During the spring and fall of 2010, hundreds of students in YPT’s In-School Playwriting Program wrote original plays about everything from vampires to gangs to superheroes. Of the over 500 plays in this pool, a reading committee composed of staff, teaching artists, actors and community members narrowed the group to 15. As part of the committee, I enjoyed having unique insight into our students’ creative processes. I was struck by the overall originality and eloquence of our young people, and especially of those we selected to produce.
For this reason, I was incredibly excited to meet our fifteen student playwrights at the New Play Festival Kick-Off Party on Saturday, February 12. Though I had never met most of these students, I felt I already knew them. Somehow reading someone’s play feels like reading the playwright, even when their story is completely imagined.
We played a game at the party that made the connection between the playwrights and their plays even more pronounced. Students were divided into groups by the night of the New Play Festival they will be produced and asked to embody their protagonist, working together to create a tableau. Program Manager Nicole Jost read play descriptions aloud and the audience had to match the play descriptions with their playwrights. The way the students embodied their characters said as much about their own personalities as those of their protagonists.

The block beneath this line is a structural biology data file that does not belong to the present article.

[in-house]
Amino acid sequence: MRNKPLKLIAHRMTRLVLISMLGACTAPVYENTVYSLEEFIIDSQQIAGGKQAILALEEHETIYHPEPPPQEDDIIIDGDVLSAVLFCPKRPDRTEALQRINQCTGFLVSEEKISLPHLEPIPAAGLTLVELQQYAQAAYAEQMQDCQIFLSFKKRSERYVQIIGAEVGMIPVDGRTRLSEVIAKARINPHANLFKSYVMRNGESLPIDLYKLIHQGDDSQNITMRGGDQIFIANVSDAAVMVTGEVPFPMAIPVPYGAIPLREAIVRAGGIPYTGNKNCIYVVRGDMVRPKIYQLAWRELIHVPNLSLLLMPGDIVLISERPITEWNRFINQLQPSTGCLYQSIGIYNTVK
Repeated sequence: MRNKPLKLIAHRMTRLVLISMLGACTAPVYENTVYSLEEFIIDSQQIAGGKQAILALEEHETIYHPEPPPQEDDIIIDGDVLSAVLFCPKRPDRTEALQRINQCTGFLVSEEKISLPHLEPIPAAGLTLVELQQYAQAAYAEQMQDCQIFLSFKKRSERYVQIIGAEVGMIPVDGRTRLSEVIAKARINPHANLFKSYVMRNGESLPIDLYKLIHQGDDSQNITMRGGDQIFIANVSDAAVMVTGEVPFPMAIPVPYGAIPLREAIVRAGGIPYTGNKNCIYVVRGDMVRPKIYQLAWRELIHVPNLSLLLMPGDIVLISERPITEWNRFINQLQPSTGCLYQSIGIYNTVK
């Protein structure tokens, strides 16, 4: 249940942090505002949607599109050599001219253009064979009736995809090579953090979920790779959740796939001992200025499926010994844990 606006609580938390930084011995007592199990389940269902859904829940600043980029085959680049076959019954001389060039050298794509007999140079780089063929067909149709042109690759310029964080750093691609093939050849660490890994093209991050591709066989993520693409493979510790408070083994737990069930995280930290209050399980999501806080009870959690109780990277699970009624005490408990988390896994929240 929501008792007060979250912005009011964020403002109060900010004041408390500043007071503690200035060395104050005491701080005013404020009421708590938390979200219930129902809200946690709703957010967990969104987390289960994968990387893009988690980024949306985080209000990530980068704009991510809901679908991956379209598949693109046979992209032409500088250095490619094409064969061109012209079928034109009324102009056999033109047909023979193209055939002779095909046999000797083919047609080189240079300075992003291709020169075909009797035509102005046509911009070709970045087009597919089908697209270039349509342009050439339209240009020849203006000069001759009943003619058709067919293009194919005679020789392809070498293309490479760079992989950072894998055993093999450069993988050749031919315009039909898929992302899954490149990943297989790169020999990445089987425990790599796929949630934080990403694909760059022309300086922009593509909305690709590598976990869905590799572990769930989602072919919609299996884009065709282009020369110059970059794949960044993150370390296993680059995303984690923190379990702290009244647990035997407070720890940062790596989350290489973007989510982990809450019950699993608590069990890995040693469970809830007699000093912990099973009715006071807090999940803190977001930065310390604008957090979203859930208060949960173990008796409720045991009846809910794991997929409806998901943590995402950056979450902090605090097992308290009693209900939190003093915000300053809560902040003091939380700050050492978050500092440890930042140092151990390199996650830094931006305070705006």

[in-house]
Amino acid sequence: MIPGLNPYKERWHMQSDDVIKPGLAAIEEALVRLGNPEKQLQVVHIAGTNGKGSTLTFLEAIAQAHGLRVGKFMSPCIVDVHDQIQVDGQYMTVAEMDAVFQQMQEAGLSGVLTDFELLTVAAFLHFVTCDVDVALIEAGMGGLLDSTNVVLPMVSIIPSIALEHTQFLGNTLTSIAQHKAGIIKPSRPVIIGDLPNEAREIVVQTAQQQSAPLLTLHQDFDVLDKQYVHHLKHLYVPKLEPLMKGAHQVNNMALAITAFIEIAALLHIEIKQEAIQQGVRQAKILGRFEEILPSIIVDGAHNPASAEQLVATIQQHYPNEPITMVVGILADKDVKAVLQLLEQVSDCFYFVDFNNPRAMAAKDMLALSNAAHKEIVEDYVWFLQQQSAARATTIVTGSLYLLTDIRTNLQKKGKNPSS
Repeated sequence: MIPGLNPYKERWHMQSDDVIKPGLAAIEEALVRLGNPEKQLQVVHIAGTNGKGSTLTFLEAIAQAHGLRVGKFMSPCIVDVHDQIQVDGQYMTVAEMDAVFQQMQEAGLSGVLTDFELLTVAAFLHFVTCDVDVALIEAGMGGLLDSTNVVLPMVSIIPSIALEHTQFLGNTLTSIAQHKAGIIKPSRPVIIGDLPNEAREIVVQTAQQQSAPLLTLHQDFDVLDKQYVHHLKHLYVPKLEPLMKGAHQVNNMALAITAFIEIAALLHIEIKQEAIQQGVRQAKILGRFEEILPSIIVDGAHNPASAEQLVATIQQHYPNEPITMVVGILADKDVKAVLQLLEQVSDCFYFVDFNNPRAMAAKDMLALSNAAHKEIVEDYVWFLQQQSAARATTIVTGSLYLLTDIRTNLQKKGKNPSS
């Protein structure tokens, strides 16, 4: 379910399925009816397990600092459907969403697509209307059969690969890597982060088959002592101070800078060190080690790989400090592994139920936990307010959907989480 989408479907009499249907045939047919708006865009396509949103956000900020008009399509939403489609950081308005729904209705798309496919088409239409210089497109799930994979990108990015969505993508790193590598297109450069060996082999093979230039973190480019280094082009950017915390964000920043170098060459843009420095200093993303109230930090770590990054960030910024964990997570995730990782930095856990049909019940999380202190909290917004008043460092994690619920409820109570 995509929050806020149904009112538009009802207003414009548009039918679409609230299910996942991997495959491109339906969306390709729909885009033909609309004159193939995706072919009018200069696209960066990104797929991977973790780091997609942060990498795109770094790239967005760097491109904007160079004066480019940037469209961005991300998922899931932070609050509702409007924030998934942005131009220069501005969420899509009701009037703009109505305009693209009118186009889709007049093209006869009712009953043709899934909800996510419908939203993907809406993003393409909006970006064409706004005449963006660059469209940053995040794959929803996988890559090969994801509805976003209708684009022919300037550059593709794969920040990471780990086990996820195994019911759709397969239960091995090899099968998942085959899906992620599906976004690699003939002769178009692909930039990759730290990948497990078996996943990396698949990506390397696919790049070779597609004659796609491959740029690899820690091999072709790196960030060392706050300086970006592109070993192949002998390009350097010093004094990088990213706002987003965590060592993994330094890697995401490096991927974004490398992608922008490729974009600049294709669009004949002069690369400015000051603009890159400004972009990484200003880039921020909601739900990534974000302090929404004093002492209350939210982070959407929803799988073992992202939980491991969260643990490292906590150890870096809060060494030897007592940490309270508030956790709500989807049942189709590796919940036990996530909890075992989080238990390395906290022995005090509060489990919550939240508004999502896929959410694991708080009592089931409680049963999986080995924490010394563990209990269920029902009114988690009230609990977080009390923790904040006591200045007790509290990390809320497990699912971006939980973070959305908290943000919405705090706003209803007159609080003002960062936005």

The first time Nicole called “action!”, the playwrights that will be produced on April 11 sprung into their tableau. Lauren White immediately flopped onto the floor in imitation of her superhero protagonist, Flatworm, and Marco Anderson growled into place as his fearsome feline, Mr. Jinks. Nneamaka Iwobi struck a confident pose as her singing-sensation character Kelly, while Paul McCoyer looked greedily at imaginary currency as Jack in his satirical play Money, Money, Money.
The tableaus for the Tuesday, April 12, and Wednesday, April 13, performances of the New Play Festival were more subtle. Johana Cedillos and Amber Faith Walton exhibited thoughtful creativity by melding their characters’ dark confusion into a combined tableau representing their plays Scarred with Faces and Changing Tides: Judge Me Gently. Taj Vereen stood in composed calm as the not-yet-existent protagonist of his play The Concept of Conception, while Rasheeda Williams and Saviya Brown moved broadly to display the strength of their characters Morgan and Derrick from A Thin Line Between Her & Us and Taken 4 Granted.
I loved seeing the different creative energies in the room and watching the way the playwrights interacted with each other, their families, and the community members celebrating them. The party was a reminder of what makes YPT unique among theaters in DC.
Yes, we do produce awesome plays. But we also produce awesome students.
The Kick-Off Party was the beginning of a long process of dramaturgy for the playwrights. Click here to learn more about the playwrights and their plays, and don’t forget to celebrate with us at the New Play Festival on April 11, 12, and 13, at 7:30pm, at GALA Hispanic Theatre!
Community Engagement Associate